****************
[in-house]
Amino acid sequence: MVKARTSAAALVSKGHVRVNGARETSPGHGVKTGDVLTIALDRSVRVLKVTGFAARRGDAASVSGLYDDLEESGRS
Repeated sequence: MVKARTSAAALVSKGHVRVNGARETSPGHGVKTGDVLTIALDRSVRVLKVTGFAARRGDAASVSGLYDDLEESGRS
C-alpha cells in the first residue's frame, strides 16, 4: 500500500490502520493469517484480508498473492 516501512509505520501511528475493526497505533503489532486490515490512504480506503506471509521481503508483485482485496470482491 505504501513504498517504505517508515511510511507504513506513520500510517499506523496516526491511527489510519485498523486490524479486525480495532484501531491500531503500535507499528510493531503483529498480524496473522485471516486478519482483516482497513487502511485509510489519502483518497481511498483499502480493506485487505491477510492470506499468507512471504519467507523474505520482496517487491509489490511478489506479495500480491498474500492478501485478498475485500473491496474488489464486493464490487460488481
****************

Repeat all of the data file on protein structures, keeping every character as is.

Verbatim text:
[in-house]
Amino acid sequence: MVKARTSAAALVSKGHVRVNGARETSPGHGVKTGDVLTIALDRSVRVLKVTGFAARRGDAASVSGLYDDLEESGRS
Repeated sequence: MVKARTSAAALVSKGHVRVNGARETSPGHGVKTGDVLTIALDRSVRVLKVTGFAARRGDAASVSGLYDDLEESGRS
C-alpha cells in the first residue's frame, strides 16, 4: 500500500490502520493469517484480508498473492 516501512509505520501511528475493526497505533503489532486490515490512504480506503506471509521481503508483485482485496470482491 505504501513504498517504505517508515511510511507504513506513520500510517499506523496516526491511527489510519485498523486490524479486525480495532484501531491500531503500535507499528510493531503483529498480524496473522485471516486478519482483516482497513487502511485509510489519502483518497481511498483499502480493506485487505491477510492470506499468507512471504519467507523474505520482496517487491509489490511478489506479495500480491498474500492478501485478498475485500473491496474488489464486493464490487460488481